According to data provided by the Ministry of Agriculture, meat consumption in our country decreases year after year. Between 2012 and 2019, the purchase of fresh meat, frozen meat, and processed meat has fallen by 14.3%.
At the same time, the consumption of fruits, vegetables, and vegetables is growing steadily. And it is that more and more people choose to follow diets based on these products, without consuming meat, fish or derivatives: vegan or vegetarian diets.
What is a vegan diet? How is it different from vegetarian? According to the Academy of Nutrition and Dietetics (AND), vegetarians have eliminated meat, fish, and poultry from their diet, but not some derivatives of them. Within this group are:
– Lacto-ovo-vegetarians, who consume both dairy products and eggs, but not meat.
– Ovo vegetarians, whose consumption of food of animal origin is restricted to eggs.
– Lacto-vegetarians, which include dairy as the only product of animal origin.
In contrast, vegans do not consume any products derived from animals, including dairy, eggs, and honey. In addition, this group avoids that their food contains colorants, binders, or food additives of animal origin.
The reasons for choosing this type of diet are very varied, from ecological awareness to health reasons. But are these types of diets really healthier?
The answer of Luis Frechoso, president of the Dieticians-Nutritionists Association of the Principality of Asturias, and member of the General Council of Official Associations of Dietitians-Nutritionists, is that it depends. ” It depends on what, in what context it is being applied or to whom it is directed .”
For example, this nutrition expert points out that, if a vegan pattern is compared with a diet or pattern in which ultra-processed products are abused, a large number of processed meat products, low consumption of vegetables, legumes, fruit, and little water will clearly win a vegan diet.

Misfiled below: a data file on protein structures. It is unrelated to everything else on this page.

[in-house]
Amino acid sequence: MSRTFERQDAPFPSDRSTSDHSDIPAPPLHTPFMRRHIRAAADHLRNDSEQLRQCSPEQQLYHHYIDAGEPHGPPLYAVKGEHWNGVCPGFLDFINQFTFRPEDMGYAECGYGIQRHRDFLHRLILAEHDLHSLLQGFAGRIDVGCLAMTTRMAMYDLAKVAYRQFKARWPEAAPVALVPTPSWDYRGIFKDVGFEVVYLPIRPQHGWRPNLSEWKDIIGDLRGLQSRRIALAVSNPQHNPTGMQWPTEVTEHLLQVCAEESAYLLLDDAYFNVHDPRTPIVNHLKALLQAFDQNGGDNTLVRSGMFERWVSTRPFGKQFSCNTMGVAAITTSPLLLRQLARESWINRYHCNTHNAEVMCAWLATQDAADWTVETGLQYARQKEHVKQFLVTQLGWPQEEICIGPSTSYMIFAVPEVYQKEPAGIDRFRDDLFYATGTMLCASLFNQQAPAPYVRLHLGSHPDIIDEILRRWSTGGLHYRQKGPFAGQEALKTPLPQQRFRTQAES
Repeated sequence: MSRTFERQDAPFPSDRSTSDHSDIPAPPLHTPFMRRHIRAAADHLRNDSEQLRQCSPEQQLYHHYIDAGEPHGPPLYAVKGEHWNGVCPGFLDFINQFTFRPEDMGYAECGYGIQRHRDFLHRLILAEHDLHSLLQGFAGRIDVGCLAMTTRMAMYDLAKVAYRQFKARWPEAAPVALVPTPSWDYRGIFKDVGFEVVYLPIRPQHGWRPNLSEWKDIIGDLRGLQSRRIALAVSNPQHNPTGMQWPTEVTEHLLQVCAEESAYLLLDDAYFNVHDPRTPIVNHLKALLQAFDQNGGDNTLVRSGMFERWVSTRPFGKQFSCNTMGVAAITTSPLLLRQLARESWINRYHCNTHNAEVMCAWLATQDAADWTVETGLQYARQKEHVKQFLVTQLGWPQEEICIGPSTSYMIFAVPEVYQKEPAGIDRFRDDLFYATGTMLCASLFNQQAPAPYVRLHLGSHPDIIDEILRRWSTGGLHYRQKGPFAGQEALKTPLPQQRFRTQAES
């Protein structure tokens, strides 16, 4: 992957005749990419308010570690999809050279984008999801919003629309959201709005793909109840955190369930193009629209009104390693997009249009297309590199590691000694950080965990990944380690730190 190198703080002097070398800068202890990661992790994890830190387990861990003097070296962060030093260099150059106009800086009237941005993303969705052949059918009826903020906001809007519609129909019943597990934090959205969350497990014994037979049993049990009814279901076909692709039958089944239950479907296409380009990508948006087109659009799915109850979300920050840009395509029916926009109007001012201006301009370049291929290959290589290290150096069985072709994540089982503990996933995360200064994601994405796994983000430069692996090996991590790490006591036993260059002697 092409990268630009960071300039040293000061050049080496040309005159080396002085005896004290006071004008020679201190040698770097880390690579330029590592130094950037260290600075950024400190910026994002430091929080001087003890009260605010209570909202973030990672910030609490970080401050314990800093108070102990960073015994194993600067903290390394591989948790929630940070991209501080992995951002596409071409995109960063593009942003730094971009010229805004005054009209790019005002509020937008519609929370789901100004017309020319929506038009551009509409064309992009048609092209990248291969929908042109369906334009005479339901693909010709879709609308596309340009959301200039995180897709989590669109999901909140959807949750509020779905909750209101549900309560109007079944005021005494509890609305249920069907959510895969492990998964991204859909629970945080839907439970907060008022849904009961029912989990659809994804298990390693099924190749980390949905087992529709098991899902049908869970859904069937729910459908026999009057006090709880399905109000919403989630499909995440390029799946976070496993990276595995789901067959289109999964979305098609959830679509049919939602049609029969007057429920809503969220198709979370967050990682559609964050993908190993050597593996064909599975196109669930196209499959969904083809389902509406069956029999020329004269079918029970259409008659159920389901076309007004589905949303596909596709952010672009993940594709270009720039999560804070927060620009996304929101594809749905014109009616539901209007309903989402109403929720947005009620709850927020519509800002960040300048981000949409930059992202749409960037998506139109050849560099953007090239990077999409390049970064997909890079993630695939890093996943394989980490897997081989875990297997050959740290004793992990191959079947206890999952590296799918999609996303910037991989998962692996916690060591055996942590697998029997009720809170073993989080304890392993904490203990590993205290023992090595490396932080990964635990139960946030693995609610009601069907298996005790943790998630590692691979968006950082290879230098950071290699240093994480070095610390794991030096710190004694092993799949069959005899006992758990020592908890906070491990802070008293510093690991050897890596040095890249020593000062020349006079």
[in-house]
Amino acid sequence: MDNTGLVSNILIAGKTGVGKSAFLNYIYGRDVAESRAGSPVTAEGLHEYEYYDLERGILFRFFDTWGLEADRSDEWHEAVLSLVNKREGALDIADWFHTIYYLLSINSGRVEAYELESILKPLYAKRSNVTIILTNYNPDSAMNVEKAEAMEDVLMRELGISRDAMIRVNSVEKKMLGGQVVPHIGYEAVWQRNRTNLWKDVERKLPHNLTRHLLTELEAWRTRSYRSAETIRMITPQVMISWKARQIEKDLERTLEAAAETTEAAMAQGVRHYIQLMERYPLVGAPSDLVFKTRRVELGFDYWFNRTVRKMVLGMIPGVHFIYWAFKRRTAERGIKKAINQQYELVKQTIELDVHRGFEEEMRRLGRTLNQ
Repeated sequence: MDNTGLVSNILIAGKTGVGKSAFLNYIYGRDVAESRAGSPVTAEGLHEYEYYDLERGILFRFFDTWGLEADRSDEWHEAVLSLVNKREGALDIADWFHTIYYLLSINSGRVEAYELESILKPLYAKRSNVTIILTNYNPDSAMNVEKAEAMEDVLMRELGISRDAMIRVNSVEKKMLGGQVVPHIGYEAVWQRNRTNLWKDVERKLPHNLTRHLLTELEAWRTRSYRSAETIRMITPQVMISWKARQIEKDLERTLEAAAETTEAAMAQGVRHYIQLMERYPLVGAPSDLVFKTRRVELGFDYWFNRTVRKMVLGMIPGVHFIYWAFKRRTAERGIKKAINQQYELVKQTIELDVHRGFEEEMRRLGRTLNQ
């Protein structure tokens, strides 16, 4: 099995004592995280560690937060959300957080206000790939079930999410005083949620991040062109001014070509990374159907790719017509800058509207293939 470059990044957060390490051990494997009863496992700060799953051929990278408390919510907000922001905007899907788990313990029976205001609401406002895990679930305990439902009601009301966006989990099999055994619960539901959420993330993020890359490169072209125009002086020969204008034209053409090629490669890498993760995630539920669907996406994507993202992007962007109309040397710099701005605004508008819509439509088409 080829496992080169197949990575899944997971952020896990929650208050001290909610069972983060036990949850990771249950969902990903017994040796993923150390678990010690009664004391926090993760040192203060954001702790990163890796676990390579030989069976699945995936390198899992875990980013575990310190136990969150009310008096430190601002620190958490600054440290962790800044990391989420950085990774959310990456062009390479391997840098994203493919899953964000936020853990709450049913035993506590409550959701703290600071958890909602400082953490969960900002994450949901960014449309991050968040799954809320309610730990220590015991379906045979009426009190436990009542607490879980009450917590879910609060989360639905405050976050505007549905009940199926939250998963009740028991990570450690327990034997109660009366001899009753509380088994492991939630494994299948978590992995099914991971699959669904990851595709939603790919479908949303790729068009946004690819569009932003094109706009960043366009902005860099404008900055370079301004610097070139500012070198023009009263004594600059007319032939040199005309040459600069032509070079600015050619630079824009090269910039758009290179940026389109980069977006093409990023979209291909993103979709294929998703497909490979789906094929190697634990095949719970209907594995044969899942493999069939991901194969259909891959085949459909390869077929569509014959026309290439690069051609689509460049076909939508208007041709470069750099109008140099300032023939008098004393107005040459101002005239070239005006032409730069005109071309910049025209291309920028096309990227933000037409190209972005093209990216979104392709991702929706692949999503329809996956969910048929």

The latter implies improvements in terms of some health markers since it is based on plant products, a priori entails a lower energy intake (if this is what is sought), a greater consumption of vitamins and minerals, fiber….
But the vegan diet is not perfect. Following an eating pattern of this type “could cause a greater risk of deficiency in terms of some micronutrients if it is not done correctly, as occurs with any other eating pattern,” says Frechoso.
Analyzed from the cultural point of view, the nutritionist believes that ” much denial and hatred is being created regarding this type of eating pattern, since the consumption of animal products, especially meat, is deeply rooted.”
If we look at it from the environmental point of view, it is undeniable that a more plant-based eating pattern would have strong positive repercussions on the environment.
What is clear for the president of the College of Dietitians-Nutritionists of the Principality of Asturias is that in this type of vegan diet there may be clear benefits from a commercial point of view. ” The vegan diet or pattern is in fashion and sells, adds value to any brand or product and, of course, that is profit.”
According to Frechoso, this trend has created a large market that tries to imitate meatless products adapted to the vegan pattern. But many of these products are still unhealthy, ultra-processed, and of very low nutritional value.
In short, vegan is not always synonymous with healthy. “Both the vegan and the vegetarian, Mediterranean, low-carb, etc. patterns are not better or worse than others. You always have to take into account the context in which it is applied and to whom it is directed, that is, that these diets are adapted to each person and well planned so that, in this way, there may be benefits ”concludes Frechoso.